someday, i would know how to properly plow a land!

i have been busy. mostly with work (that would not surprise you) but also a little bit time spent working on a very huge opportunity i decided to grab. i decided to venture into farming.

about two years ago, i decided to invest some of my money in sugarcane farming.  i have always had doubts about the lucrativeness of the thing as i have heard stories of either the investor getting screwed or the farmer getting cheated out of.  added to that fact that at that point in time, i have no knowledge whatsoever about sugarcane planting except that the Negros land (where i grew up) is just abundant of that. how i got into it was sort of an accident, really. my father had some extra money and he decided to put it as an investment to his brother’s sugarcane plantation.  His brother returned the money plus my father’s share of the income after a year.  i was quite impressed of the return and urged him to re-invest it again.  unfortunately for my father (i love the guy but man, he is as stubborn headed as i am), he used both the income and the capital to buy the close-to-dilapidated place his other brother (not the one he invested the money with) was renting so they do not get kicked out for not paying any rent. that decision deserves a blog entry all on its own so we will leave it at that.

and because most farmers need capital to work efficiently on their farms, my uncle asked me if i want to invest. and because at that point, most of my extra money was spent on travels- i thought i would want to give it a try. that was probably one of the most life-changing decision i have ever made.

i made some money- not that much as the investment i put in was not that big but the returns on investment was jaw-dropping. Jaw-dropping in a sense that you could not get that kind of return if you invest it in the stock market or bonds. Jaw-dropping because if every small farmer only has one fair investor that work with them hand in hand (and well, teach them how to manage their money), there wouldn’t be that much heartbreaking poverty in Negros. 

it was of this realization that i felt i can do something. i can help create jobs, improve a farmer’s lifestyle and still grow my money in a faster pace than putting it in stocks, bonds or whatever financial vehicle my banker throw over at me to consider.

i also wanted to leave the arrangement i got with my father’s brother as is. we have expanded our exposure there (my mother and my sister decided to follow my steps and invested with me) but that is an area that is considered developed for sugarcane planting already.  the people there are used to continuous stream of farming work due to the vast sugarcane production in the area. i wanted to venture to an area where there were less (if not rare) opportunity for continuous farming chores.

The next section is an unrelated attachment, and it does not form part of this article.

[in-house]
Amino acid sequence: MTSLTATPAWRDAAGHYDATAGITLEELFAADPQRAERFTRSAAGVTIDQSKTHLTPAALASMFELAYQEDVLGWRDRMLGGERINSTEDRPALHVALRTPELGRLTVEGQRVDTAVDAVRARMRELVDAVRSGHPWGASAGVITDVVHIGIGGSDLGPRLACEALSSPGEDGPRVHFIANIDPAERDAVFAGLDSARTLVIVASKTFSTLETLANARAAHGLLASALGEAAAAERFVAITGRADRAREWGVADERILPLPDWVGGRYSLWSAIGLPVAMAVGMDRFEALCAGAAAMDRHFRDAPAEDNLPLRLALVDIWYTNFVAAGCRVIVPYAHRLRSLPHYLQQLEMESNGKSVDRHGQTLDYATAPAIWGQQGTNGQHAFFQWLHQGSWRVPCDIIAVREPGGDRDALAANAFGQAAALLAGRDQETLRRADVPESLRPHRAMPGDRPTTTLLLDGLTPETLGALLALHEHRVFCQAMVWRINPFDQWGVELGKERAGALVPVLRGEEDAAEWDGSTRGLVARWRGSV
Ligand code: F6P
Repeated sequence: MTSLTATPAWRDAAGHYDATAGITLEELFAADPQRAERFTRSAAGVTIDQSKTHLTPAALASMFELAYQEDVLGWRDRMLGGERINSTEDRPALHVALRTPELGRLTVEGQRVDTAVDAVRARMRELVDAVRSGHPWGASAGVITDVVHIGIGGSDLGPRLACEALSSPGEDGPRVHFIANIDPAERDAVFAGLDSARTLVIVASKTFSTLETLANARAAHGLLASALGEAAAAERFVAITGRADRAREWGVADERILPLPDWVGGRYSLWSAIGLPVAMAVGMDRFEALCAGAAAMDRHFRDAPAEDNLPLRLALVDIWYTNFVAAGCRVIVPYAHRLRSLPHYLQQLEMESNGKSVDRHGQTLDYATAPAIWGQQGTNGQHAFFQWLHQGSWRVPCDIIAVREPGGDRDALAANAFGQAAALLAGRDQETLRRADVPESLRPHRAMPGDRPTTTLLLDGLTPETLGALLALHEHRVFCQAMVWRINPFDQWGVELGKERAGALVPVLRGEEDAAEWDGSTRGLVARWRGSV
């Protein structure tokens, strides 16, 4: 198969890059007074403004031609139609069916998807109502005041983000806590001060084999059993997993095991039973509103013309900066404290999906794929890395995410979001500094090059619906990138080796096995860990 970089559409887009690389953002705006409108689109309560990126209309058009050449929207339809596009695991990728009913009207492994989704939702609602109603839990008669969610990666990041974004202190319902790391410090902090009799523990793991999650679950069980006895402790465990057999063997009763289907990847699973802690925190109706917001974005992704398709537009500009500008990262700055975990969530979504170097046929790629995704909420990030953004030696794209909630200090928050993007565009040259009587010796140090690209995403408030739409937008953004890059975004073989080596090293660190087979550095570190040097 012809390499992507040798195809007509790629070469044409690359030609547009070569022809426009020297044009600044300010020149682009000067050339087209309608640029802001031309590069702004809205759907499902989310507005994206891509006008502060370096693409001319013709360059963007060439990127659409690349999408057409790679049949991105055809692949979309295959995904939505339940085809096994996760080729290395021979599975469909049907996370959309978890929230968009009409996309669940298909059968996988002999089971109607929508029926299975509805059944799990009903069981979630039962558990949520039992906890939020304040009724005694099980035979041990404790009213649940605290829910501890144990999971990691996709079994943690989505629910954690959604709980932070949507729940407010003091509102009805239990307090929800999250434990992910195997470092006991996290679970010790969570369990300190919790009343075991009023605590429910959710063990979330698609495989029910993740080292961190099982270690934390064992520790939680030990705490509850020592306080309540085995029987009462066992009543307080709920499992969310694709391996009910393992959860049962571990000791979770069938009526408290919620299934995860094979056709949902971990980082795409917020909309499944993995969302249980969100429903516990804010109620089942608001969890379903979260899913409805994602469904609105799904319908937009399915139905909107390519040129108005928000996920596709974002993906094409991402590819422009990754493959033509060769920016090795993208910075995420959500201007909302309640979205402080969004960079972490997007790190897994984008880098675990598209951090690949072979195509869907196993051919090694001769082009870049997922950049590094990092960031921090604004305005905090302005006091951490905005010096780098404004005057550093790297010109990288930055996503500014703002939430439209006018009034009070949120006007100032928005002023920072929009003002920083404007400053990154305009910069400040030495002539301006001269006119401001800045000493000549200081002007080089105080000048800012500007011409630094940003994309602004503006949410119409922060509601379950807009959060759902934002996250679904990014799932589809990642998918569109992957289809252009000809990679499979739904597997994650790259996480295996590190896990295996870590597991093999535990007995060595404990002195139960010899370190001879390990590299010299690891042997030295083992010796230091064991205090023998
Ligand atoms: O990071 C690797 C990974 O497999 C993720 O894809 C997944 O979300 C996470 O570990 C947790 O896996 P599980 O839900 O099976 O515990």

so, i turned my attention back to my mother’s family’s vast, undeveloped land over at the far mountains of my hometown.  like most families in the rural areas, the land lies idly for years due to the lack of capital or interest (or both) to make it productive.  it is also home to a number of impoverished families that survives by eating boiled cassava on most days or rice and dried fish on very rare days when they get lucky. these are not lazy people; there are just not that many opportunities to earn for their day to day survival, much more for financing of their own little farms.

after multiple conversations (most of the times exhausting and confusing for a finance-minded individual that i am) with my mother, my mother’s brother, my grandmother and after doing an extensive research about agricultural investment, i decided that this was the perfect place to start my quest.

the biggest problem i have was not money (it was the easiest way to secure; in fact, a good friend of mine already put in his investment)- it was finding people that are competent and trustworthy enough to run this business for me.  it took a few months before we found the people who we can trust to run the farm for us, but we found and established our confidence in them alright. i have learned a long time ago that for a labor-intensive business to be successful, you need to have the right people at the right positions to manage it. i do believe i have found my group of people.

as of this writing, the farm workers are busy tilling, plowing and preparing the land for the sugarcane to be planted. i have received news from my mother that more and more people came to our mountain to ask that they be hired to work (we do pay them a little above the market rate).  it is funny how things get communicated in such a far flung area but it does look like news traveled fast and people realized that a big change was happening and wanted to take part of it.

i have mentored a number of people (who are now very successful at their jobs) in my eleven years in the corporate setup but creating jobs that people wanted to do is probably the biggest success i have had so far. i could not quite explain the feeling but this makes my quest way so much easier to pursue.

i have created jobs today. i want to give them a sustainable income source tomorrow. and someday, down the road, i want these people to learn as much about financial freedom as i been blessed enough to get acquainted of.

and in return, they may show me exactly how to properly plow a land.


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